I was a starry-eyed college student when I heard about Royal Enfield introducing a new 650cc parallel-twin engine and that it would be powering the reintroduced Interceptor model. The months that followed saw me sifting through reviews of the bike and, more importantly, testaments to how good this new engine really was. After countless hours of research, one thing that seemed to be very clear was that this engine was truly remarkable, and that too from an Indian manufacturer like Royal Enfield.
All this was well and good, but I decided that I needed to see this motorcycle with my own two eyes and feel the engine rumble ’tween my own two thighs. They say the proof is in the pudding, and taste it, I did. A slightly stretched test ride declared all claims to be true, from the unlikely smoothness to the amount of power it packed. It seemed to be the dawn of a new era for Royal Enfield, not to mention, Indian motorcycle enthusiasts on the whole.
And surely, as observed in the past five years, the Interceptor 650 has become quite a hit, courtesy of its pricing as well as the performance. But as it is with everything, over time people tend to point out aspects that can be improved upon. And every competent manufacturer sees to it that those improvements are made and demands are met. The same is the case with the updated Interceptor 650, with one of the most visible and asked-for updates being the long-awaited introduction of cast-alloy wheels.
Bringing the convenience of tubeless tyres, the Interceptor still gets the Ceat Zoom Cruz F tyres. It could have benefited from grippier rubber like the Vredestein Centauro STs that feature on the updated Continental GT, but it is what it is. The new colour schemes are pretty refreshing, too. Apart from those changes, the bike gets a new LED headlight, aluminium switchgear housings, adjustable levers and new grips, all courtesy of the Super Meteor. Another addition is the pretty accessible USB charger right near the switchgear.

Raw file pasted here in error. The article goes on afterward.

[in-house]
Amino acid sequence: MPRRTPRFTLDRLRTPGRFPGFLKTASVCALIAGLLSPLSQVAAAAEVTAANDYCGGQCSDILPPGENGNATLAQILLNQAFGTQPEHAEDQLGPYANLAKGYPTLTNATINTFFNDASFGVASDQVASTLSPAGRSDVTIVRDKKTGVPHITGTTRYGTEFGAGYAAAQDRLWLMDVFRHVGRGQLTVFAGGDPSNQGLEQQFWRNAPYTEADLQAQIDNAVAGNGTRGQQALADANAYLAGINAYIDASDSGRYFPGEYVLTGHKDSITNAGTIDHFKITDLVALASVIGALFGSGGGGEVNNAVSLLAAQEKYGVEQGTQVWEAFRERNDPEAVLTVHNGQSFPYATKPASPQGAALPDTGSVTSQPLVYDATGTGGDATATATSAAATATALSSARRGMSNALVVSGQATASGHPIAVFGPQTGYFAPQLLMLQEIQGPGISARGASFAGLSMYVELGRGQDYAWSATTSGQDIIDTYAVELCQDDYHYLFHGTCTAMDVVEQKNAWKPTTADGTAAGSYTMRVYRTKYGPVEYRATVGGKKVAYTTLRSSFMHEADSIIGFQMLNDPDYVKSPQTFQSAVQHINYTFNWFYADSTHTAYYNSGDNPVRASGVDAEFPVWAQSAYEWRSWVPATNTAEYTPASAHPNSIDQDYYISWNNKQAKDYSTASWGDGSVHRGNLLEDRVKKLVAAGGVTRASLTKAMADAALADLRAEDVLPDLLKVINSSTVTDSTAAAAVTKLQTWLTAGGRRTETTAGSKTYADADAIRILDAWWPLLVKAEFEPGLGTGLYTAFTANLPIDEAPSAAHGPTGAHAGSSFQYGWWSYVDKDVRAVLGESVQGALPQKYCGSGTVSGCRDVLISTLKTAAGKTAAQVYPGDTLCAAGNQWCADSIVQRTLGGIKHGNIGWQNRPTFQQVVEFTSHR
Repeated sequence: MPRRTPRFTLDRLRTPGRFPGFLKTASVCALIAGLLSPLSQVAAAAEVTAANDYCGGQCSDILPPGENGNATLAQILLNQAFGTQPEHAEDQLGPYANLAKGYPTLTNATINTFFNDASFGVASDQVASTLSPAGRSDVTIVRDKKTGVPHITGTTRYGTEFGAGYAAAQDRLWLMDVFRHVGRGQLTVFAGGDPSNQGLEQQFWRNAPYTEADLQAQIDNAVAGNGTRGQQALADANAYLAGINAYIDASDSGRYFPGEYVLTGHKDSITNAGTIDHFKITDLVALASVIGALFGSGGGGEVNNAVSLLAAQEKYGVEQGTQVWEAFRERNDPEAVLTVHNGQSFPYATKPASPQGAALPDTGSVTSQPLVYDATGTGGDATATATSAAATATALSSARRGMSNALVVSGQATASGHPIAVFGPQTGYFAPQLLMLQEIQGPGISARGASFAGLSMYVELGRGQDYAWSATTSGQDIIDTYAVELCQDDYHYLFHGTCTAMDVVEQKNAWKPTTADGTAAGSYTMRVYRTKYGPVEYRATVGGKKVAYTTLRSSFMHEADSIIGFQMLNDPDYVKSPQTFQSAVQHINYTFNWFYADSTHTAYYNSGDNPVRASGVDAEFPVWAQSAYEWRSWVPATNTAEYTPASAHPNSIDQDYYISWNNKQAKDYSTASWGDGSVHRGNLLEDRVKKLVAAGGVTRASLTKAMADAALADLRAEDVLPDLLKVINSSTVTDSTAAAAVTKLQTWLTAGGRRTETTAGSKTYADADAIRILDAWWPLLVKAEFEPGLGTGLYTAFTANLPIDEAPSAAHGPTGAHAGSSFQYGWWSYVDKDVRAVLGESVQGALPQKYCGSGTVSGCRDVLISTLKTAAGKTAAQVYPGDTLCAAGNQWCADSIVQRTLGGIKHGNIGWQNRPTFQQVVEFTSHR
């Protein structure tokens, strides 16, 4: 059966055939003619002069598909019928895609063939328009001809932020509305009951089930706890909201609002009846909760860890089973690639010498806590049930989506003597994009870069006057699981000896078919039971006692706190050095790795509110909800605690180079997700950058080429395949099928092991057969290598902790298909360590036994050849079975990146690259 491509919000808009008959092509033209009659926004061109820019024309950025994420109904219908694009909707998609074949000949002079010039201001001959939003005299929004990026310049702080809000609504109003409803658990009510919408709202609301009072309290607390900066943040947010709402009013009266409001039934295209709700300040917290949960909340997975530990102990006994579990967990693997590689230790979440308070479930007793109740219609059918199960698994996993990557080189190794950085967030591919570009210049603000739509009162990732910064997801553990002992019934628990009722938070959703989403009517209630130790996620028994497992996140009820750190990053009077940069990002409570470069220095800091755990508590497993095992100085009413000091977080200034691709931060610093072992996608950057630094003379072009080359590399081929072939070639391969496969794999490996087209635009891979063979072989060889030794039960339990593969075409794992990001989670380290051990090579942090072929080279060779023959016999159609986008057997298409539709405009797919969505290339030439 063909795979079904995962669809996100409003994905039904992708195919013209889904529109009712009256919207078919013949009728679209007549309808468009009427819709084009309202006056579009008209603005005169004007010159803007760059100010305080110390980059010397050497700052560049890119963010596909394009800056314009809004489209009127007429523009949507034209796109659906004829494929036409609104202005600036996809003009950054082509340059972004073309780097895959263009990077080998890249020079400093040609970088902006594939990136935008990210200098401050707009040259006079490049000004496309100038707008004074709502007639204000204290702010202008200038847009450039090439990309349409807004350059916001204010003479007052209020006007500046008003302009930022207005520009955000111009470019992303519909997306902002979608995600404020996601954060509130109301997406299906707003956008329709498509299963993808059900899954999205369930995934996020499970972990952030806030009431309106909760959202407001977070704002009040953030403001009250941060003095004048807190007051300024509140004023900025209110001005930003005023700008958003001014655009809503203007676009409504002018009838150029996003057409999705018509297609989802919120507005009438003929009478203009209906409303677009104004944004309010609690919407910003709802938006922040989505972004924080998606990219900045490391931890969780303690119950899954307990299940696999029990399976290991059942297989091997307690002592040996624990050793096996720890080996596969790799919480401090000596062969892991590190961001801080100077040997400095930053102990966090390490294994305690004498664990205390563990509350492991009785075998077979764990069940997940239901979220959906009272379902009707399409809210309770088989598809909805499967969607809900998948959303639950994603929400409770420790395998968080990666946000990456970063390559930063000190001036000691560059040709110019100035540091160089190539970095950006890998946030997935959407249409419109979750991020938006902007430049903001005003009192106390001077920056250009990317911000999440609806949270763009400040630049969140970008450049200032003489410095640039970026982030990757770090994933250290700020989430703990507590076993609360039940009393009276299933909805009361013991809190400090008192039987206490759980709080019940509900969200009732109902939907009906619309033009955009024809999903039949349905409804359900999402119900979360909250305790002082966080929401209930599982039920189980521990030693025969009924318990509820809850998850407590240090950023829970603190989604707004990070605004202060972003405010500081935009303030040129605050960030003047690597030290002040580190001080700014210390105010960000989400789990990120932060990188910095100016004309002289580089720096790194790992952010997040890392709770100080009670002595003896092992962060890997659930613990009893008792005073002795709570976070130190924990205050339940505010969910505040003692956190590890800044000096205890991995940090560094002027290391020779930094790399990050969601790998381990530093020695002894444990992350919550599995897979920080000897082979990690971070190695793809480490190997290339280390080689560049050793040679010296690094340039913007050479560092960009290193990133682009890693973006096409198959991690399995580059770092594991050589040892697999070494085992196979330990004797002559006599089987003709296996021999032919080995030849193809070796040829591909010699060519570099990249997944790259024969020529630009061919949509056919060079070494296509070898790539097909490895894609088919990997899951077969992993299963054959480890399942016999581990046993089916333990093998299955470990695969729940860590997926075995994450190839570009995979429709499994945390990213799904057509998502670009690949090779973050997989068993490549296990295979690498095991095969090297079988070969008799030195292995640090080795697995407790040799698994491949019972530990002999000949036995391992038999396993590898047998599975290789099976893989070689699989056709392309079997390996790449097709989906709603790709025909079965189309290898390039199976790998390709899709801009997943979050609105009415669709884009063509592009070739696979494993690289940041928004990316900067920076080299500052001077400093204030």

All these updates give the Interceptor 650 a more premium look and feel, not to mention the added functionality and convenience that they bring. The new LED headlight has a brighter and more expansive throw, helping with night-time visibility. The balloon-type grips make for a much more comfortable feel and add to the retro appeal. The blacked-out treatment that the engine and exhaust units get on some models seems to be friendlier in terms of maintenance, considering the buffed-metal ones need a lot of attention and effort.
With all the updates, there are still a few things I wish were changed, and on top of that list is the twin-pod analogue instrumentation. It could do with a more accurate fuel gauge (so can all other Royal Enfields) and a gear shift indicator. The suspension too could do with a decent overhaul, maybe even a USD fork on the front end, since we know Royal Enfield can do it now anyway. I can already imagine what this motorcycle could be capable of with more precise handling.
The Interceptor is also OBD-2 compliant now, although there isn’t any noticeable change in performance, and it’s just the result of a manufacturer adhering to tightening emissions norms. All that aside, the updated Interceptor 650 makes for a thrilling ride, living up to all our expectations since its initial launch. The added convenience of these new updates makes it all the more friendly, so I really don’t see why one shouldn’t go for it.
MOTODATA2023 RE Interceptor 650
46.80 bhp@7250 rpm
5.33 kgm@5150 rpm
Type: Tubular steel double cradle frame
F/R: 320-mm disc / 240-mm disc
F/R: 100/90 R18 / 130/70 R18
Rs 3.03 lakh (ex-showroom)